The city was home to just 200,000 people in the 1930s, but now has a metropolitan population of 32 million.
"In today's China, it is most accurate to say there is a profound appearance of planning. This holds true for urbanization, as for much else. "Planning is really a form of publicity," one researcher at the Ministry of Housing and Urban-Rural Development in Beijing told me. He explained: 'It's a paradox. Things here are very planned, in that lots of plans are being made. But in practice, it's a lot messier. It has to do with the way that plans are used -- or not used.' As for the megacities now rising across the country: 'In theory, all development has to be guided by plans. But cities across China are operating without plans being approved -- plans don't have that constraining effect. 'City planner' is an aspirational title; mainly it involves approving plans that are already in the process of being built.'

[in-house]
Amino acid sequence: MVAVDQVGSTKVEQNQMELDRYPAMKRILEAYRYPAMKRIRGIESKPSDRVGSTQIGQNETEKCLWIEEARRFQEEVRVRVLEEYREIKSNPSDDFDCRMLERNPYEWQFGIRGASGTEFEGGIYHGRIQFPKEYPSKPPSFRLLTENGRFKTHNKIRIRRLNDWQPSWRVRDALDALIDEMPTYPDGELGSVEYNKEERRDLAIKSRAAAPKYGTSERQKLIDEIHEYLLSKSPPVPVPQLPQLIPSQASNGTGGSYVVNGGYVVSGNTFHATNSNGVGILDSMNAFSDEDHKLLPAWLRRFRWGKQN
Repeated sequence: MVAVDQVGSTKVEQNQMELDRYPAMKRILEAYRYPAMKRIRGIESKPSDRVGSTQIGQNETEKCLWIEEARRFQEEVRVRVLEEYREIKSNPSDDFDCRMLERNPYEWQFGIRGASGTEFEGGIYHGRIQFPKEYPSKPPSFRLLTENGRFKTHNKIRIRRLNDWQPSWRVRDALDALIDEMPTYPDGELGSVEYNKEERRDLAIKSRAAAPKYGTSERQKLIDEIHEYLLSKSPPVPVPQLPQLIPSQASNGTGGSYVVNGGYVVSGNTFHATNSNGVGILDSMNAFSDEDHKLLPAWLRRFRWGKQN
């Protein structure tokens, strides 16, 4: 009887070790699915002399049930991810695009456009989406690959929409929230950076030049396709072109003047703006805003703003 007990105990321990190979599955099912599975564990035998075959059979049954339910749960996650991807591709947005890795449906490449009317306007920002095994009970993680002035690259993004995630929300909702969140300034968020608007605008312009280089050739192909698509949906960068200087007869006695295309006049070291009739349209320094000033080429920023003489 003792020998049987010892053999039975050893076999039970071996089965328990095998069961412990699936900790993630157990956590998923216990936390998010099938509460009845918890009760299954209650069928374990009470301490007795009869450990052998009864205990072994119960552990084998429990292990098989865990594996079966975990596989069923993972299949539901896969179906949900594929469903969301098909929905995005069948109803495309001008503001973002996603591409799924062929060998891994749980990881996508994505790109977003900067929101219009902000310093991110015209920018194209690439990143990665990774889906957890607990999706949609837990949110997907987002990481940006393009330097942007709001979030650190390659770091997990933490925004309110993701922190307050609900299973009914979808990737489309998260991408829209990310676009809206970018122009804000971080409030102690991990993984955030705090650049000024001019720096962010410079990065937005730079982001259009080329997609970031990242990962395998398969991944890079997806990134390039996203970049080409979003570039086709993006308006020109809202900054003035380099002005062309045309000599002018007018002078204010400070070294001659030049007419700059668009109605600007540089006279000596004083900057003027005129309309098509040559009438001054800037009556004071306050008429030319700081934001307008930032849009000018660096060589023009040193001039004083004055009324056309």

And so, as we watch the world's fastest project in city-building unfold, it is important to realize that there is no blueprint; China has embarked on an extraordinary course of what Jeffrey Wasserstrom, author of China in the 21st Century, calls 'unintentional urbanization.' Think of it as a railroad car hurtling down the line at the same time that attendants scramble to hitch on the wheels and lay the track."